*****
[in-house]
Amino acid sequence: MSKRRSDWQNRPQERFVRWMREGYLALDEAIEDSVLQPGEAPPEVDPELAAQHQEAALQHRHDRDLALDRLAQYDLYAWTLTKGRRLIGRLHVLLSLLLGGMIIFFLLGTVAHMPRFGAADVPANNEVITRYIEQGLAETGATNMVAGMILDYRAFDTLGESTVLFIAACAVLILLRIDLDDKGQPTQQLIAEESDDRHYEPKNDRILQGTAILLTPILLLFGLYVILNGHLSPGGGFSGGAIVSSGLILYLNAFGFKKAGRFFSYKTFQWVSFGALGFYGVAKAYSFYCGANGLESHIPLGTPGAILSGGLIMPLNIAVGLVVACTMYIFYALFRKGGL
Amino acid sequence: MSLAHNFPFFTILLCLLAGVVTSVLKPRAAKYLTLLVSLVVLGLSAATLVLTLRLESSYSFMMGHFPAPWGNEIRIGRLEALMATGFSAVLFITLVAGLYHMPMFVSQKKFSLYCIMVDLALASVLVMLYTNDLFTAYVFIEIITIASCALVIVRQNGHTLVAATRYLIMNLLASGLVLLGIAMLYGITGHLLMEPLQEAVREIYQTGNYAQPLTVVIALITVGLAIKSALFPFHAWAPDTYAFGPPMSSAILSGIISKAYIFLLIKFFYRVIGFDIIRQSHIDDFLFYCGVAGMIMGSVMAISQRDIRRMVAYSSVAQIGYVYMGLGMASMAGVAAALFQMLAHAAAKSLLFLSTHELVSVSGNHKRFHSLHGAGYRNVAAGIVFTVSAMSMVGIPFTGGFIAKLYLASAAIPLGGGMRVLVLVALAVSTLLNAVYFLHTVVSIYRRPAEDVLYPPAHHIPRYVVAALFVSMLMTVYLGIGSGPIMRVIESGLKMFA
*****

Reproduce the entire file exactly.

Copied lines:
[in-house]
Amino acid sequence: MSKRRSDWQNRPQERFVRWMREGYLALDEAIEDSVLQPGEAPPEVDPELAAQHQEAALQHRHDRDLALDRLAQYDLYAWTLTKGRRLIGRLHVLLSLLLGGMIIFFLLGTVAHMPRFGAADVPANNEVITRYIEQGLAETGATNMVAGMILDYRAFDTLGESTVLFIAACAVLILLRIDLDDKGQPTQQLIAEESDDRHYEPKNDRILQGTAILLTPILLLFGLYVILNGHLSPGGGFSGGAIVSSGLILYLNAFGFKKAGRFFSYKTFQWVSFGALGFYGVAKAYSFYCGANGLESHIPLGTPGAILSGGLIMPLNIAVGLVVACTMYIFYALFRKGGL
Amino acid sequence: MSLAHNFPFFTILLCLLAGVVTSVLKPRAAKYLTLLVSLVVLGLSAATLVLTLRLESSYSFMMGHFPAPWGNEIRIGRLEALMATGFSAVLFITLVAGLYHMPMFVSQKKFSLYCIMVDLALASVLVMLYTNDLFTAYVFIEIITIASCALVIVRQNGHTLVAATRYLIMNLLASGLVLLGIAMLYGITGHLLMEPLQEAVREIYQTGNYAQPLTVVIALITVGLAIKSALFPFHAWAPDTYAFGPPMSSAILSGIISKAYIFLLIKFFYRVIGFDIIRQSHIDDFLFYCGVAGMIMGSVMAISQRDIRRMVAYSSVAQIGYVYMGLGMASMAGVAAALFQMLAHAAAKSLLFLSTHELVSVSGNHKRFHSLHGAGYRNVAAGIVFTVSAMSMVGIPFTGGFIAKLYLASAAIPLGGGMRVLVLVALAVSTLLNAVYFLHTVVSIYRRPAEDVLYPPAHHIPRYVVAALFVSMLMTVYLGIGSGPIMRVIESGLKMFA